Diversity and abundance of Gammaproteobacteria during the winter-spring transition at station Kabeltonne - Helgoland
|Other Titles:||Diversität und Abundanz von Gammaproteobakterien während der Winter-Frühling-Übergangszeit an der Station Kabeltonnne - Helgoland||Authors:||Kassabgy, Mariette||Supervisor:||Fuchs, Bernhard||1. Expert:||Amann, Rudolf||2. Expert:||Wichels, Antje||Abstract:||
Recent evidence has suggested that Gammaproteobacteria are strongly associated with phytoplankton blooms and may play a role in the processing of the algal derived organic substrate. Therefore, the succession of specific groups within the Gammaproteobacteria may be strongly influenced by the availability of this organic matter. Other factors such as the increase of temperature during the winter-spring transition time may also be important for such a succession as it promotes the bacterial growth rate. The aim of this thesis was to study the population dynamics of the gammaproteobacterial groups caused by a massive spring algal bloom in the North Sea. Accordingly, surface seawater was investigated, that had been taken twice weekly in years 2009 and 2010 from the long-term ecological research station Kabeltonne located at the Helgoland Roads. Bacterial diversity was examined in samples of 11.02.2009 (winter) and 14.04.2010 (spring) by comparative sequence analysis of two full-length 16S rRNA gene clone libraries. Around 800 sequences were obtained from each library and revealed that Bacteroidetes and Gammaproteobacteria comprised the major fraction of the bacterial community in the coastal North Sea in April in contrast to February when Alphaproteobacteria was retrieved in high frequency. Within the Gammproteobacteria the SAR86 clade dominated the community in the winter library while the SAR92 clade was the dominating group in the spring one. Reinekea, Balneatrix-related clade and Galciecola were genera only occurring in the spring library. For the newly occurring gammaproteobacterial groups oligonucleotide probes were designed. The full sequences of both winter and spring clone libraries were used for the in silico validation of the probe specificities. Subsequently, the abundances of the gammaproteobacterial subgroups were monitored for the years 2009 and 2010 using catalyzed reporter deposition-fluorescence in situ hybridization (CARD-FISH) and a probe set consisting of the newly designed probes and previously designed ones. The sum of all counts as detected by this set of probe covered almost 100% of cells detected by the general probe GAM42a. In the year 2009, a tight succession of members of the genera Reinekea, the SAR92, OM182 and NOR5/OM60 clades, Balneatrix-related clade, Vibrio, Glaciecola and Pseudoalteromonas was observed about one month after a discrete spring algal bloom in late March which mainly consisted of diatoms. These groups seem to respond to the substrate generated by the bloom (bottom-up effect). A succession of Reinekea spp. was observed reaching up to 140000 cells/ml. This was followed by a particular succession of SAR92 clade showing the strongest increase within the Gammaproteobacteria, up to total abundances of 300000 cells/ml. OM182 and NOR5/OM60 clades subsequently reached total abundances of 120000 cells/ml and 90000 cells/ml, respectively. These larger groups likely play a major role in the degradation of the organic matter produced by the diatoms spring bloom. Although the abundance of other gammaproteobacterial groups such as Balneatrix-related clade, Glaciecola, Vibrio and Pseudoalteromans remained lower, they also participated into the upshift with maximum abundances of 36000 cells/ml, 10000 cells/ml, 30000 cells/ml and 9000 cells/ml respectively. Members of the SAR86 clade were no major players in the succession directly after the bloom, yet, they dominated later in May reaching up to 200000 cells/ml. In year 2010, a similar succession pattern was observed for the so far investigated groups Reinekea, SAR92, SAR86 and OM182 clades, Balneatrix-related clade and Glaciecola also within one month after the phytoplankton blooming peak. This indicates that this is an annual phenomenon occurring in the North Sea during the winter-spring transition period and further suggests substrate specialization for those groups.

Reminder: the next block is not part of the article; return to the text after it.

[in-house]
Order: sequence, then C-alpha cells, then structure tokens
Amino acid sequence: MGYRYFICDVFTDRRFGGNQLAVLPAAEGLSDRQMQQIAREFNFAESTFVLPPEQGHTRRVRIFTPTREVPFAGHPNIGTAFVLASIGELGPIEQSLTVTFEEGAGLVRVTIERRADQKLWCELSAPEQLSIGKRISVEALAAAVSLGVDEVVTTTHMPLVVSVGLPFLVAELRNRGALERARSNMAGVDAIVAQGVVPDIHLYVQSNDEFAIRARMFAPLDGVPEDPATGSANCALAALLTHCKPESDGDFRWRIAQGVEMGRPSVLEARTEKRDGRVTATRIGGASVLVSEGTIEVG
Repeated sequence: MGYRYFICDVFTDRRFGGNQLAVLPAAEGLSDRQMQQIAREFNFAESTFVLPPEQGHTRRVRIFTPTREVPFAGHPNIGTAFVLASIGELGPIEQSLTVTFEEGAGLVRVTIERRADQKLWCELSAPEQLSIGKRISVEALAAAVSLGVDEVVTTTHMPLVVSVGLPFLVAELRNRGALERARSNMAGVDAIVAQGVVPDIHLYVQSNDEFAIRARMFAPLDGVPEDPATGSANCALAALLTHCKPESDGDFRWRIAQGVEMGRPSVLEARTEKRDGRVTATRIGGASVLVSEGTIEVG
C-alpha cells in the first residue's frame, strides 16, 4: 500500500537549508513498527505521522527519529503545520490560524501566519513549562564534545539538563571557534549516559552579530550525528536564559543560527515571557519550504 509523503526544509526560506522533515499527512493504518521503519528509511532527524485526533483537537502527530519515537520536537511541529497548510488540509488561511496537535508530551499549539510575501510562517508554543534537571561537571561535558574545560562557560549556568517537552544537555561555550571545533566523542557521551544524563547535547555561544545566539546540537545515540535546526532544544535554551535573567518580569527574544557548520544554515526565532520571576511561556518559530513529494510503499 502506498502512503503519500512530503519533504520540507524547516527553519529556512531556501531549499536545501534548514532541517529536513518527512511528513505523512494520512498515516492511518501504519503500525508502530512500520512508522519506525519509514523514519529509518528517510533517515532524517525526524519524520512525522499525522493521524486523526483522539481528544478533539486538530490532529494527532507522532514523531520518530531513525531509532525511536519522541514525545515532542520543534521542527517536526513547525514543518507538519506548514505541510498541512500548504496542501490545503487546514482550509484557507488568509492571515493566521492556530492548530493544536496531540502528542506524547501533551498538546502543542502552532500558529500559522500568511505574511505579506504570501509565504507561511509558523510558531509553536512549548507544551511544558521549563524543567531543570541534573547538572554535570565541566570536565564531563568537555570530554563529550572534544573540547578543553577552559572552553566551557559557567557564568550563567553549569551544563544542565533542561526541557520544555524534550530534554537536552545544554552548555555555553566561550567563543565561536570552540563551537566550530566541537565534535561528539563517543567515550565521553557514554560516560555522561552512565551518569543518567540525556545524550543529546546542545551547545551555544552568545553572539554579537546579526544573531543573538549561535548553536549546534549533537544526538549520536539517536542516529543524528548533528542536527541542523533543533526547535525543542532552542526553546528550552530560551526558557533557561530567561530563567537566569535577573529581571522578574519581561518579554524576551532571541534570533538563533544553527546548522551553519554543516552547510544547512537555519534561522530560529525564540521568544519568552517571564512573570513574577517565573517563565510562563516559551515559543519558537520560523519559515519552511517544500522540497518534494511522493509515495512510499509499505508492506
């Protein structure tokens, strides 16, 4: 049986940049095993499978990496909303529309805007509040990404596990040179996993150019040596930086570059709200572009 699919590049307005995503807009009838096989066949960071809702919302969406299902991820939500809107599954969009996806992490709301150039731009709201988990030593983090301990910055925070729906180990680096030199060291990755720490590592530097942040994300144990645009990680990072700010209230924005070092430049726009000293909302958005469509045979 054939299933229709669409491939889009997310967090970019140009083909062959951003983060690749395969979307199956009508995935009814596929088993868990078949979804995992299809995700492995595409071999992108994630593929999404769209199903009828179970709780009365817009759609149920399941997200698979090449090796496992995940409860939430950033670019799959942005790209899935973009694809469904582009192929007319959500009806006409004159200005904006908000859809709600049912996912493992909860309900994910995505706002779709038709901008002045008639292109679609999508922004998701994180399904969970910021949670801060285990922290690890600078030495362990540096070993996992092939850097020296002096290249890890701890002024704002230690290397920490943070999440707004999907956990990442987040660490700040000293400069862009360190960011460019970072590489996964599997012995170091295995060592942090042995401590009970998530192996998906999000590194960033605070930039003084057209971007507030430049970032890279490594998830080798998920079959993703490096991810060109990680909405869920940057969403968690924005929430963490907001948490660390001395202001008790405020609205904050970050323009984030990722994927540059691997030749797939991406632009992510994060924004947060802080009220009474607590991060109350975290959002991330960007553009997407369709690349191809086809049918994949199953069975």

|Keywords:||Gammaproteobacteria, diversity, abundance, phytoplankton bloom, North Sea||Issue Date:||19-Oct-2011||Type:||Dissertation||URN:||urn:nbn:de:gbv:46-00102210-19||Institution:||Universität Bremen||Faculty:||FB2 Biologie/Chemie|
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checked on Jan 16, 2021
checked on Jan 16, 2021
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